Now, you have to qualify this by stating that I am still learning how to give a good interview. This was a live interview, and so it was challenging and something at which I was not trained in graduate school. So, with some practice, I know I'll get better at giving a polished interview.
So, on to the question as to whether texting can be problematic for teens. Like practically any behavior that we can think of, texting, in moderation, is generally harmless. However, certainly texting can be problematic for some teens. Most teens text around 50 messages per day. This might sound like a lot, but most of these messages are very short and can be entered within a few seconds. However, some teens text several hundred messages per day on average. A few of my teen clients (and their frustrated parents) have informed my of such numbers. There was a recent report on NPR that a teen girl texted over 14,000 messages in one month alone!
So, when is texting a problem? The litmus test as to whether a certain behavior represents an addiction or a problem is whether it significantly impairs a person's performance in a major life domain, such as social relationships, work, or school. For some teens, text messaging is a real addiction and causes such problems. Some teens feel that they must always read and answer a text immediately. This is where the addictive part comes in. Another major problem that I see is that teens are texting well into the night (or morning). Even on school nights, the cell will be left by their bedside and an incoming texts will be read and answered quickly - even if sleep deprivation is a result. Sleep deprivation is a well-known cause of impaired memory, concentration, processing speed, reasoning, and mood.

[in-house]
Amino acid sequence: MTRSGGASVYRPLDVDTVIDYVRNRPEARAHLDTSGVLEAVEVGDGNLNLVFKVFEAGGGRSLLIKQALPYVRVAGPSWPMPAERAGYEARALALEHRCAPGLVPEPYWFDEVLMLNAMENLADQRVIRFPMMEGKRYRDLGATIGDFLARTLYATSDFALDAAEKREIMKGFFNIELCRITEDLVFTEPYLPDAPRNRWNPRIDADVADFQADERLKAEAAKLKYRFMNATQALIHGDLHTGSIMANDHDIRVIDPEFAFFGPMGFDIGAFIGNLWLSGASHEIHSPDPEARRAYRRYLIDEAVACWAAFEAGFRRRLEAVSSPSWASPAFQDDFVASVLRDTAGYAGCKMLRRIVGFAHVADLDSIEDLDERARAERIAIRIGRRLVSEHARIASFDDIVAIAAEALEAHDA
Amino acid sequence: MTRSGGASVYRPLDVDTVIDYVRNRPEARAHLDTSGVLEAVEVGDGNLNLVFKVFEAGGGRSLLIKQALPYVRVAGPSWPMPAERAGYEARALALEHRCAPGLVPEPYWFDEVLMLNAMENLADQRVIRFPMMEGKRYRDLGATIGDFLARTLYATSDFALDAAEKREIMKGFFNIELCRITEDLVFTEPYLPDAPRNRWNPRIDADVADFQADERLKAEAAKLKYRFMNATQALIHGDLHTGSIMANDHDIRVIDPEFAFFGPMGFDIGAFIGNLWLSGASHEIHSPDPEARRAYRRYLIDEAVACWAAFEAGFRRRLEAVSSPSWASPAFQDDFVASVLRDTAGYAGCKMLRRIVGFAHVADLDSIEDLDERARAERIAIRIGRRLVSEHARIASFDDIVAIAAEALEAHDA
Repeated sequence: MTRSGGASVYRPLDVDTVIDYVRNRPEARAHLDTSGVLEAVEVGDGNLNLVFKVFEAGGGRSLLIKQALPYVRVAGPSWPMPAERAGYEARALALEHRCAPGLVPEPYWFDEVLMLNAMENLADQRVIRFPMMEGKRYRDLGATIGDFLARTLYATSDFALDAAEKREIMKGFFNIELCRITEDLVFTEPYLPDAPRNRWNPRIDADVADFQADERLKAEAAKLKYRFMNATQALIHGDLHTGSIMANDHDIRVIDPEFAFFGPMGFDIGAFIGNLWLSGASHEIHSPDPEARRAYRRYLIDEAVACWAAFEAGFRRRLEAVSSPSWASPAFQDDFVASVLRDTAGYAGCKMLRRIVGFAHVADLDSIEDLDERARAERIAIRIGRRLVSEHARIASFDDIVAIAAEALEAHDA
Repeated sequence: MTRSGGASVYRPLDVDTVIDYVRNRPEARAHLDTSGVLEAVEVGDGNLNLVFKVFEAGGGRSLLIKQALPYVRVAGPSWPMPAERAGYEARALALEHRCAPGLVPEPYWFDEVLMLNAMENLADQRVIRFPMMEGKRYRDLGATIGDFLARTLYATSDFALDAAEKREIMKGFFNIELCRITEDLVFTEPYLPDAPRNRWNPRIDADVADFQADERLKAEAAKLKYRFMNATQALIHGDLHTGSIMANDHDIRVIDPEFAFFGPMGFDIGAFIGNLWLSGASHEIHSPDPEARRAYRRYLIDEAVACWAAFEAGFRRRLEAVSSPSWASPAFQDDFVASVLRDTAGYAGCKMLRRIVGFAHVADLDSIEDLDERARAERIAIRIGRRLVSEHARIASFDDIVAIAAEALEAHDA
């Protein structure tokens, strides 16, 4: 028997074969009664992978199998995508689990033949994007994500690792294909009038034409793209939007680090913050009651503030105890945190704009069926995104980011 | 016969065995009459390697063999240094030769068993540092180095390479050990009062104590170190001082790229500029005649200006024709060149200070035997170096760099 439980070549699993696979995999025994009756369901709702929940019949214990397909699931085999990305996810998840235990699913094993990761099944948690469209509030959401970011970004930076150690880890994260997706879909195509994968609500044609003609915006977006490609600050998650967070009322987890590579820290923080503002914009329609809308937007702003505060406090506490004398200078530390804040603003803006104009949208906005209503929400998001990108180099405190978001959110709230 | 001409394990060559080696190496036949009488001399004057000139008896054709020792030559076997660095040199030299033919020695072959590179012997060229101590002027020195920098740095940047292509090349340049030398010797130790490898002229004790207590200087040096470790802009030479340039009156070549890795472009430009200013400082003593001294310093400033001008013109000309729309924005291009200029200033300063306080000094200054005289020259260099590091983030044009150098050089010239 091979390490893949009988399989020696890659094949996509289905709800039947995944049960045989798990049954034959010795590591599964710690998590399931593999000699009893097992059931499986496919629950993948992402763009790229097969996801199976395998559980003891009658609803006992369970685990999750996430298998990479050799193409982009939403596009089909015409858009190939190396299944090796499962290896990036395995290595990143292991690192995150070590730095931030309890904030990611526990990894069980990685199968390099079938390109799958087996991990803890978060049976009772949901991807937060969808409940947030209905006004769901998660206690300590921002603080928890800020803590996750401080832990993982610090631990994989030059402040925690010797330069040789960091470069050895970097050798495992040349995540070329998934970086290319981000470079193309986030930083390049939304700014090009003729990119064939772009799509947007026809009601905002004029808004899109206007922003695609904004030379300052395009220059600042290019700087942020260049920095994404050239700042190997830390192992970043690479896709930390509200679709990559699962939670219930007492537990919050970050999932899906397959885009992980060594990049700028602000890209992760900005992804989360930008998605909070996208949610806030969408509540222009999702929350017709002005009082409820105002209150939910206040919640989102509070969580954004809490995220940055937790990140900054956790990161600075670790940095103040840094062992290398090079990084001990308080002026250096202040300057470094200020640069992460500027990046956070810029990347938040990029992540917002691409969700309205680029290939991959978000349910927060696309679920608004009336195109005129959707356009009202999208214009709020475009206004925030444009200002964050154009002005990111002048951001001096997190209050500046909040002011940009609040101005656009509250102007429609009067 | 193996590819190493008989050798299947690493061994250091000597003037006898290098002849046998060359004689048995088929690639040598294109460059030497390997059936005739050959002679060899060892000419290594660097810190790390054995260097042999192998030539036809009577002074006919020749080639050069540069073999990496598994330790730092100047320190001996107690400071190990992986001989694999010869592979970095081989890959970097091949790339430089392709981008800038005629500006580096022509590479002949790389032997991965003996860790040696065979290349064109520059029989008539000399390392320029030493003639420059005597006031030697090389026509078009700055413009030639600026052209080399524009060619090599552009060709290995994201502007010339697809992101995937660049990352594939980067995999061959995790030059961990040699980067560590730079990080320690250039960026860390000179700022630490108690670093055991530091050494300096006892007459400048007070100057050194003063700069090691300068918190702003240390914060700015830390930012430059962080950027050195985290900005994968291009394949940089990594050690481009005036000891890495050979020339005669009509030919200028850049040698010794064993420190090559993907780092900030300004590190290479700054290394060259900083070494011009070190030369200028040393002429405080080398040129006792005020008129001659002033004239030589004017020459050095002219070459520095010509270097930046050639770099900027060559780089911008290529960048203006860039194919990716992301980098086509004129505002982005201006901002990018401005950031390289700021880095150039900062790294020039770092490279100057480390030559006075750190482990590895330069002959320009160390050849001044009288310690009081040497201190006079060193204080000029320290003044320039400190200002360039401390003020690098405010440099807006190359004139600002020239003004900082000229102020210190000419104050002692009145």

Another problem that I often see is that a teen's in-person communications suffer because their conversations are repeatedly disrupted by incoming texts that they read and answer. If you've ever been on...